In short, the company is doing very well in terms of capital and fundamental safety. Philip Morris does have an LTM payout ratio in terms of EPS of 91%, which does push it down from a Class 1 rating in my system, and 94% in terms of LTM FCF. However, operating margins are above 35%, FCF margins at 25% or above, and the company sports an interest coverage ratio of 14.27X in LTM terms.

So, as to the question of how the company has been doing, the answer is that it has been handling the pandemic very well due to excellent preparation, good volume trends, and good fundamentals. While the payout ratio has become elevated, this will slowly trend down once things turn around.

Let’s look at where we find Philip Morris in terms of valuation.

What is the valuation?

(Source: F.A.S.T. Graphs)

Here is where things start to differ somewhat from typical tobacco companies. While others may see undervaluation, PM actually tends to trade somewhat above a fair value estimate of 15X, and even today trades at a weighted average of 15.3X. Current forecasts show an expected 2% dip in earnings for FY20, which seems realistic given the quarterly trends and industry declines for combustible products, but a combination of RRP growth and return to normal operations is then set to result in 11% EPS growth in 2021 and 7% in 2022.

Again, I view this as likely given the estimates and historical forecast accuracy. It’s certainly not perfect, but stands at 91% accuracy with a 10% margin of error on a 1-year basis, at least from FactSet analysis.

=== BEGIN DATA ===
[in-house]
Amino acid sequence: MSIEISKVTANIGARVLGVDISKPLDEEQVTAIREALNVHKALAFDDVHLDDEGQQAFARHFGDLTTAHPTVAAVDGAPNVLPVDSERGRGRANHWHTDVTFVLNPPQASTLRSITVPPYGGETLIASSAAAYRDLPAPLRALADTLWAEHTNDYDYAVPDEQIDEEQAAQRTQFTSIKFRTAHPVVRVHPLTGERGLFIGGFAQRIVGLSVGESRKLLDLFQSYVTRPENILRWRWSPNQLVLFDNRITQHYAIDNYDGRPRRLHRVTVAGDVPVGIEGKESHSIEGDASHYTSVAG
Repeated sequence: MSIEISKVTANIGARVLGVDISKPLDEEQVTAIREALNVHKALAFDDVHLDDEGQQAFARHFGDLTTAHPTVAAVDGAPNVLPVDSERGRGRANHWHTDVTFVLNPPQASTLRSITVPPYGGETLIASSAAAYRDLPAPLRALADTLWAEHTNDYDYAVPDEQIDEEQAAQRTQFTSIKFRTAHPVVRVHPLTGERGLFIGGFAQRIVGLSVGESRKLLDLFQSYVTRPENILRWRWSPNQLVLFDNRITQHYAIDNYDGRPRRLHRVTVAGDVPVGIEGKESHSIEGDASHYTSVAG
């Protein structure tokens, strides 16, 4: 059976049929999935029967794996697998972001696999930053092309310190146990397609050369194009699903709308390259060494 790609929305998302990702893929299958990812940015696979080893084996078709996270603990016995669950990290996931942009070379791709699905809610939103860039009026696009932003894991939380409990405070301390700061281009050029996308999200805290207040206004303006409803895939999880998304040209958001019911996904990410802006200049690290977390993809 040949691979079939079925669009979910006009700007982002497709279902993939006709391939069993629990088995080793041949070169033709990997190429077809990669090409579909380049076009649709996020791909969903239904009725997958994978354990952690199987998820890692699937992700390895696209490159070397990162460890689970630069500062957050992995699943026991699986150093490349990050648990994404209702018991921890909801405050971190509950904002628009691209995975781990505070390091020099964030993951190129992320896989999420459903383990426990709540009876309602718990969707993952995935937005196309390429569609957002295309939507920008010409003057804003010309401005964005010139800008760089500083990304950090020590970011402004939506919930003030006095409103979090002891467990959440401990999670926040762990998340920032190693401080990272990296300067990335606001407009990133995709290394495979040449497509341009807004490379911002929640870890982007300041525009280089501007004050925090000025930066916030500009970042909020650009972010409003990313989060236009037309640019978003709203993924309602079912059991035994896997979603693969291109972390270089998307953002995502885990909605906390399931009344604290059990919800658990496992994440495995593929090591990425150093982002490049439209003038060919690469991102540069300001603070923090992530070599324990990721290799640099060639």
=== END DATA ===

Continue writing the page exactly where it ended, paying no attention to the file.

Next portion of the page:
Still, assuming this historical premium as false is the scenario we want to use as a base when estimating where the company may go going forward. And trends, looking at things here, are positive.

(Source: F.A.S.T. Graphs)

Even when trading at no more than 15X to earnings, which is below both current and historical levels, annual returns would still beat where the market is expected to go, at nearly 13.25% per year. Assuming we go even lower, PM’s earnings would have to become negative for the company to trend toward negative returns, while also cutting the dividend. Even assuming a 2% EPS growth rate until 2023 with a corresponding valuation at 12.5X would provide investors with a 2% positive annual return. The short-/medium-term downside is extremely protected here as things go.

Starting to expect returns to normal valuations grants returns of 18-22% per year until 2023, based on current EPS growth trends. Normalizing 2020-2023 EPS of 4 years, even including the COVID-19 year, gives us a normalized EPS of 5.86, meaning the company currently trades at a 13.32X earnings multiple to a 4-year normalized EPS. If we expect the growth estimates to be realistic, the company now trades at an 11.5X earnings multiple to 2023E earnings. Given that the typical trading range for Philip Morris is closer to 17-19X, I put a conservative value target at a 15X-16X earnings multiple, which, based on the 4-year normalized EPS, gives us a target range of $87.9-93.76/share, that I’m currently willing to pay for the company’s current and future earnings.

This gives us an undervaluation range of 12.58-20.00%, which I view as quite excellent given the safeties and credit ratings involved here.

Bulls and Bears

brown cattle

(Source: Unsplash)

The bullish thesis for Philip Morris is one I view as very clear and, in relation to other more complex stocks, as quite simple. Based even on a conservative upside or flat trading trends over the coming years, the company is set to deliver good returns, if not alpha. In today’s overvalued stock markets, such opportunities should be treasured and cherished.

Philip Morris also comes with considerable downside protection and safeties, given its operating industries and the products it sells. COVID-19 has shown us that even a pandemic affecting the lungs will not stop people from using tobacco or nicotine to any significant degree – just look at the sales trends we’re seeing globally, where the company’s sales are an excellent proxy for this.